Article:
A number of high-profile news and technology blogs have recently been covering a technology known as 3D printing. Perhaps the height of this stint in the limelight was a recent Wired magazine cover article featuring a 3D printer. Most of these articles mention that the technology is still far from the reach of consumers, but then go on to talk about how popular this is becoming, how it's more accessible than ever, and how it will soon be a common household item. Whatever the adoption timeline for 3D printing, it's sparking interest from many readers.
3D Printing Is Not As New As You Think
Original 3D printing technology is actually fairly old, dating back to 1995. Its older incarnations, however, were very expensive and only of a limited industrial use. Newer printers are aimed at being more consumer friendly, although they're not quite to the point of being targeted at the average consumer. High prices, complex software, and limited uses are barriers that 3D printers most cross before they can gain mainstream acceptance. 3D printers work by printing many layers of thin 2D material, usually a plastic like substance, over each other to gradually build upwards a 3D product.
Becoming a Household Product
Companies producing 3D printers look forward to the day when these products become a household item. Increasing usership has the potential to lead to a nearly unlimited stream of innovation. Companies hope that additional users will bring with them creative uses for 3D printers, which will speed market penetration as it becomes more useful. Once the technology begins to gain traction this way, more people will see the use for it and invest it these printers. This of course leads to more sales, making it cheaper to produce the technology, and creating a cycle of growth.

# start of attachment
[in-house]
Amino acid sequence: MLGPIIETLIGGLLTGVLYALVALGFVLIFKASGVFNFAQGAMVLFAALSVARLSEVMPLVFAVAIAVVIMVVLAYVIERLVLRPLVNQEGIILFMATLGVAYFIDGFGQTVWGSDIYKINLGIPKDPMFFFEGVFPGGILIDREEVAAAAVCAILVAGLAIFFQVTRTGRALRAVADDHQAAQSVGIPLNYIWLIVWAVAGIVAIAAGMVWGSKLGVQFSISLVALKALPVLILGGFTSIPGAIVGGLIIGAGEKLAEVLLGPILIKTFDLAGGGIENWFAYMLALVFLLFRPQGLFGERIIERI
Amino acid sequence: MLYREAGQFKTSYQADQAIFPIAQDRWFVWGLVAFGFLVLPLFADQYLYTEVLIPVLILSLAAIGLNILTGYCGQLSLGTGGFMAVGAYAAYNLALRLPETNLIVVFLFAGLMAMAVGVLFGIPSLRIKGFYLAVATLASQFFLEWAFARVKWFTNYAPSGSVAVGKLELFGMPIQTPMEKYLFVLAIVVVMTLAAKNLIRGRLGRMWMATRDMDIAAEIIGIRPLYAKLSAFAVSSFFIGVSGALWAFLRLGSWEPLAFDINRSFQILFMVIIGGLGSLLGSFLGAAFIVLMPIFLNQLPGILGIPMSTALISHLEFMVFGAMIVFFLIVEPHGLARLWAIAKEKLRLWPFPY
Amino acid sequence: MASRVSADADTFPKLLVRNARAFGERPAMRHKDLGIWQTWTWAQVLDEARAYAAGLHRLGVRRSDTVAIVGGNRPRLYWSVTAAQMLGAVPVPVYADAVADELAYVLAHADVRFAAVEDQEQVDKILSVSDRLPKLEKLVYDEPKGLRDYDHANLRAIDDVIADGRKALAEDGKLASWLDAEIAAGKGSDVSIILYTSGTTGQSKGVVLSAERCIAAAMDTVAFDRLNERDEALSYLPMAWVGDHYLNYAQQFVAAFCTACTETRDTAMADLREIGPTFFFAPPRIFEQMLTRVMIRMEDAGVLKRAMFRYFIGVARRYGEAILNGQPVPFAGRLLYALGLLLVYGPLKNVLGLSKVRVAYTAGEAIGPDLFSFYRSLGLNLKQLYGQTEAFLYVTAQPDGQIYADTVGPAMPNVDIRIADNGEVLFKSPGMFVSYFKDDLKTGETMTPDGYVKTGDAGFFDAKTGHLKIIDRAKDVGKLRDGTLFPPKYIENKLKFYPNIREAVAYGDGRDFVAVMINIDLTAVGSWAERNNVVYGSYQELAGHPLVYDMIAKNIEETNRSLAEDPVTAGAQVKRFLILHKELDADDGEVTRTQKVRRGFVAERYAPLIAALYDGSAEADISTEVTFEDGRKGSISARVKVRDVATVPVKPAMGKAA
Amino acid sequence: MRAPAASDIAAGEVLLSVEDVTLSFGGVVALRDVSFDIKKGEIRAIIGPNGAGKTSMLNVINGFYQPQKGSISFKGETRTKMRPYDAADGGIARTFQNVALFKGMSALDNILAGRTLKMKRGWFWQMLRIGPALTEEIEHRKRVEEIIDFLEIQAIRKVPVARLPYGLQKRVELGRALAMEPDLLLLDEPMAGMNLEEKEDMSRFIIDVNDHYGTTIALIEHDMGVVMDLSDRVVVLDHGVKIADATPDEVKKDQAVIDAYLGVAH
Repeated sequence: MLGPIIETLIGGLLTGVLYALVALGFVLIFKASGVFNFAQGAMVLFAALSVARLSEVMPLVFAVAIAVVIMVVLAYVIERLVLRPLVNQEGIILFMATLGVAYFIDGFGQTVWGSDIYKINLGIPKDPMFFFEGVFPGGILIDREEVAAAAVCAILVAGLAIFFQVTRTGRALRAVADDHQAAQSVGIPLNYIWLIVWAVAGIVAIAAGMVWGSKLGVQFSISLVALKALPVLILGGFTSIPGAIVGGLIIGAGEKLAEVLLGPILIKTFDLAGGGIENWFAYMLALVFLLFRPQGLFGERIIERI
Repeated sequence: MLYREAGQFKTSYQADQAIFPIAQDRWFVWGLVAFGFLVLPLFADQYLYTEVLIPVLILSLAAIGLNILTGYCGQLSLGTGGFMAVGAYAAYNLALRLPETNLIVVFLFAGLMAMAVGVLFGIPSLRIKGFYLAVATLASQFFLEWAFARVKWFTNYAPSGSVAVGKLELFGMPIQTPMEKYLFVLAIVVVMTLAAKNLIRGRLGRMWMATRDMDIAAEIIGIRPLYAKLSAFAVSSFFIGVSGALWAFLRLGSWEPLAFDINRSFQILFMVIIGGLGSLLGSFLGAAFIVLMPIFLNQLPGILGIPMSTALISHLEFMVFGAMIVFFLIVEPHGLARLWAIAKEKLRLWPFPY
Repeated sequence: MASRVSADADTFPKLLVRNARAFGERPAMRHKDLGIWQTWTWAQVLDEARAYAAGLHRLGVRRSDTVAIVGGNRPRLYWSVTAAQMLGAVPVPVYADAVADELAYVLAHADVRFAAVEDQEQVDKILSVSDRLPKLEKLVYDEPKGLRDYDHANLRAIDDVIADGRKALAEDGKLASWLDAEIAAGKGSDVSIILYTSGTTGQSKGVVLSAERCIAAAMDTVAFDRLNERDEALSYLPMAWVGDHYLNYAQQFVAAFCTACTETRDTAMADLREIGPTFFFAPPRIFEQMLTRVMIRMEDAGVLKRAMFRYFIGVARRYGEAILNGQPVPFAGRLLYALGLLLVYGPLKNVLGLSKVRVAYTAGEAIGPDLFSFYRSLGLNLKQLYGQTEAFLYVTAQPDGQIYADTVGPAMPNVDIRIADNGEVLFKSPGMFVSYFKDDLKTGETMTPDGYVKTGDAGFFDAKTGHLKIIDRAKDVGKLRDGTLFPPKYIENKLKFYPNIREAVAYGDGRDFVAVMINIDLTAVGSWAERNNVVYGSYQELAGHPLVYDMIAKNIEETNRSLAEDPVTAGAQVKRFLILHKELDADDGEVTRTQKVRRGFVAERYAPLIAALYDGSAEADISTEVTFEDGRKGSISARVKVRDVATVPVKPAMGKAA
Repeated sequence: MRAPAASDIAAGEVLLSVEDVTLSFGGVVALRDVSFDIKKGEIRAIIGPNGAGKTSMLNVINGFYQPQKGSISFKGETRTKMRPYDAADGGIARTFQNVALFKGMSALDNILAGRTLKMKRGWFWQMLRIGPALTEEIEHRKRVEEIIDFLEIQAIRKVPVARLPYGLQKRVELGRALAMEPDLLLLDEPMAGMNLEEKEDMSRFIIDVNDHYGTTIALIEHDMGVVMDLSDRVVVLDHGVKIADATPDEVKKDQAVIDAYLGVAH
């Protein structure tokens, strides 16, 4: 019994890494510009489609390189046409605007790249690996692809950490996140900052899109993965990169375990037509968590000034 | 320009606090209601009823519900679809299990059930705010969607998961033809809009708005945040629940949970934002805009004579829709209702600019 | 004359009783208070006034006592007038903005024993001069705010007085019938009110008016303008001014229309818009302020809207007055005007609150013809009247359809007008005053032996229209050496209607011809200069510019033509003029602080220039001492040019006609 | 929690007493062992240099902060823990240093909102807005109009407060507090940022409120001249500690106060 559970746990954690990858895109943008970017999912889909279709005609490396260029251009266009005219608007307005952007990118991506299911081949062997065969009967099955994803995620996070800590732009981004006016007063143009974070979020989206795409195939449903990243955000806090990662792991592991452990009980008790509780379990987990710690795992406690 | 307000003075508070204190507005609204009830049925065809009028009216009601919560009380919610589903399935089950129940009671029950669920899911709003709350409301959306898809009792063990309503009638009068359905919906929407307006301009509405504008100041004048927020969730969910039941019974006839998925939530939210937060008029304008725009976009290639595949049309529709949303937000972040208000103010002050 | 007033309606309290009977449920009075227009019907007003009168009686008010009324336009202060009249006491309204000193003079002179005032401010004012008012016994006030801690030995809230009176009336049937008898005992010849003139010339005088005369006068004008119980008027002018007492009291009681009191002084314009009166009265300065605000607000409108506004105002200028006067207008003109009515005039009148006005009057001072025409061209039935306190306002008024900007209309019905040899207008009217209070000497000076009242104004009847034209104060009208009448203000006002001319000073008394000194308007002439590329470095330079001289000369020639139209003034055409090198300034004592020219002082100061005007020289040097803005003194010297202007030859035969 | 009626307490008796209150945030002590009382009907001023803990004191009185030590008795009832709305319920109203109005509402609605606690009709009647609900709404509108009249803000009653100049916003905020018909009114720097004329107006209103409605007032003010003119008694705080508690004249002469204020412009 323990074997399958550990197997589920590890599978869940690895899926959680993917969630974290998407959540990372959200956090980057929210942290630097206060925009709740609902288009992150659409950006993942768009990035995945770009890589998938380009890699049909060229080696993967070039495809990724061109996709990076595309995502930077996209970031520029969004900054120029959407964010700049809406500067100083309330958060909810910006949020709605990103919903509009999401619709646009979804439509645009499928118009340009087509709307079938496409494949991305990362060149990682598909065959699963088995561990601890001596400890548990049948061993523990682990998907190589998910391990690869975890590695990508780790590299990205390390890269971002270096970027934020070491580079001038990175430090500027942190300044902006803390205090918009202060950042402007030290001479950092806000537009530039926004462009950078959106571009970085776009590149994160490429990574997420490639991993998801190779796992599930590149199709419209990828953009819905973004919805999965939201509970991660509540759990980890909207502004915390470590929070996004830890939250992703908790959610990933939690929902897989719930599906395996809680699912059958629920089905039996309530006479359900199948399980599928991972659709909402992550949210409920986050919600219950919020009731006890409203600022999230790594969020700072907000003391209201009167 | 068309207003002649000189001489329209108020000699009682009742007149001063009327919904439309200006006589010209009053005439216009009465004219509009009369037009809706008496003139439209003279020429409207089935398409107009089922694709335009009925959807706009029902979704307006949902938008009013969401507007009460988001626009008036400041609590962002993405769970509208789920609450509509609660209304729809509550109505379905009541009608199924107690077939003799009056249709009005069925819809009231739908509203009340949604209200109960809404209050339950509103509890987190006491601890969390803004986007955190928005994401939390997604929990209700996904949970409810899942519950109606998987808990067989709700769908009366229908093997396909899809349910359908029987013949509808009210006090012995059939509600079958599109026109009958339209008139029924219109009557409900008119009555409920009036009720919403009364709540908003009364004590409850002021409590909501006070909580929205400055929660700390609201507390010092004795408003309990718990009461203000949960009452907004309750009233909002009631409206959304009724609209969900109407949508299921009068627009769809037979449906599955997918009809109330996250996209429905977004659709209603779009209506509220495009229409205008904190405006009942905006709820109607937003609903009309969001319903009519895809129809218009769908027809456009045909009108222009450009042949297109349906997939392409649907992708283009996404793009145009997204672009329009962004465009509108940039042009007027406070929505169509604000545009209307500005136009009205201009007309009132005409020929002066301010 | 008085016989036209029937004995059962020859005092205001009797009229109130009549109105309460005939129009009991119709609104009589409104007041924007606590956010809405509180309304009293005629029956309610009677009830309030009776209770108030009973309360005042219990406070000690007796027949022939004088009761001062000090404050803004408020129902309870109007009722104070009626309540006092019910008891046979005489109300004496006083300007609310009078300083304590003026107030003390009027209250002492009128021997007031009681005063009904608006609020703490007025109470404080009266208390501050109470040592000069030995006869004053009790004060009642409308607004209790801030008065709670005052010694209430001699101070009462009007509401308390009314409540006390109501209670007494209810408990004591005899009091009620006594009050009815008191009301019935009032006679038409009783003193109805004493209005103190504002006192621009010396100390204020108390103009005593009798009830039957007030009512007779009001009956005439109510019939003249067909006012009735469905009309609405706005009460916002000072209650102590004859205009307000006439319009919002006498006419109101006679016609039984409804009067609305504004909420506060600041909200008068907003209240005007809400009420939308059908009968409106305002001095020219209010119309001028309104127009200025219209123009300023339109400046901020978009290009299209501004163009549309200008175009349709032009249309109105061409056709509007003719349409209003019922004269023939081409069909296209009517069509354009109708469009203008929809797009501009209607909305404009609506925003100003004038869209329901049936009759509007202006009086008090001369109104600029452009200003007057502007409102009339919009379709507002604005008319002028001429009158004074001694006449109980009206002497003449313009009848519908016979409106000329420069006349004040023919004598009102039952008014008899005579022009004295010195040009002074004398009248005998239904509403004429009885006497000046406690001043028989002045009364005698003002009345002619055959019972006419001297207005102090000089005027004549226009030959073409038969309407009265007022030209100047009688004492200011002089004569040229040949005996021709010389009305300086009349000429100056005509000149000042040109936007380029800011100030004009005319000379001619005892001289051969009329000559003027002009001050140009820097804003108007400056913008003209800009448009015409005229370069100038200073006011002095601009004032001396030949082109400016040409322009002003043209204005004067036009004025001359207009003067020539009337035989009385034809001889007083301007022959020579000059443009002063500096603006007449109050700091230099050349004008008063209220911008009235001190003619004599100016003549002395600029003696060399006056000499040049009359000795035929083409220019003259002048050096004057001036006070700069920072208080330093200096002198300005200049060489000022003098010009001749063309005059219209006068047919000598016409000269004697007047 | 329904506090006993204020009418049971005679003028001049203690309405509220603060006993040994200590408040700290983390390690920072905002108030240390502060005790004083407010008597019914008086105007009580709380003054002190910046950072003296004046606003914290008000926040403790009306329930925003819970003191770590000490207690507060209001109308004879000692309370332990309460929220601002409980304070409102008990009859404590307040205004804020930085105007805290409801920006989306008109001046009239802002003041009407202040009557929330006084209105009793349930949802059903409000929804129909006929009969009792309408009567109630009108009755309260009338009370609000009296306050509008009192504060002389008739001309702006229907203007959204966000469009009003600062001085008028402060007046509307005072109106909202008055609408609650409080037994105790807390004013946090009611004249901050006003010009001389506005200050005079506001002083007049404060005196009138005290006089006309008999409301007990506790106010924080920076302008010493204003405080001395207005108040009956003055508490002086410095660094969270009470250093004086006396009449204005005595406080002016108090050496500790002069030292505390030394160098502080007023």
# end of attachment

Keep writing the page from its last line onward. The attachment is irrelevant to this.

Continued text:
Several companies already produce 3D printers. Older companies produce industrial sized 3D printers, while new startups aim to sell at average consumers. One interesting take on this is by Shapeways, founded in 2007. They offer a print-on-demand service that takes CAD files uploaded by customers and prints designs at their central facility, then ships them to the buyer. This service allows creative enthusiasts who might not normally have access to 3D printers to get involved in the process and contribute ideas. An online marketplace offers popular designs to other customers who don't know how to use the required CAD program. Designers are available to create necessary CAD files for people with ideas but lack of technical know-how.
3D Printing For The Average Consumer
RepRap, another online 3D printer store, aggregates products for several consumer end 3D printer makers, and aims to bring 3D printing products to the average consumer. Although the printer companies themselves hope for consumer adoption, they mostly target their marketing efforts at industry and business.
Few 3D companies or articles suggest that this technology will actually be a household item soon. All of them hope it will be, and no one argues the fact that it is on track to be a widely used item someday in the indeterminate future. This technology does have the potential to drastically change the future of product production, and pending crossing a few barriers it will be easily available, thus the reason for all the hype.
Derek often likes to blog about new technology and gadgets. He also enjoys blogging about new smart phone devices and giving reviews on them. The article above is for new jersey web development. (License: Creative Commons image source)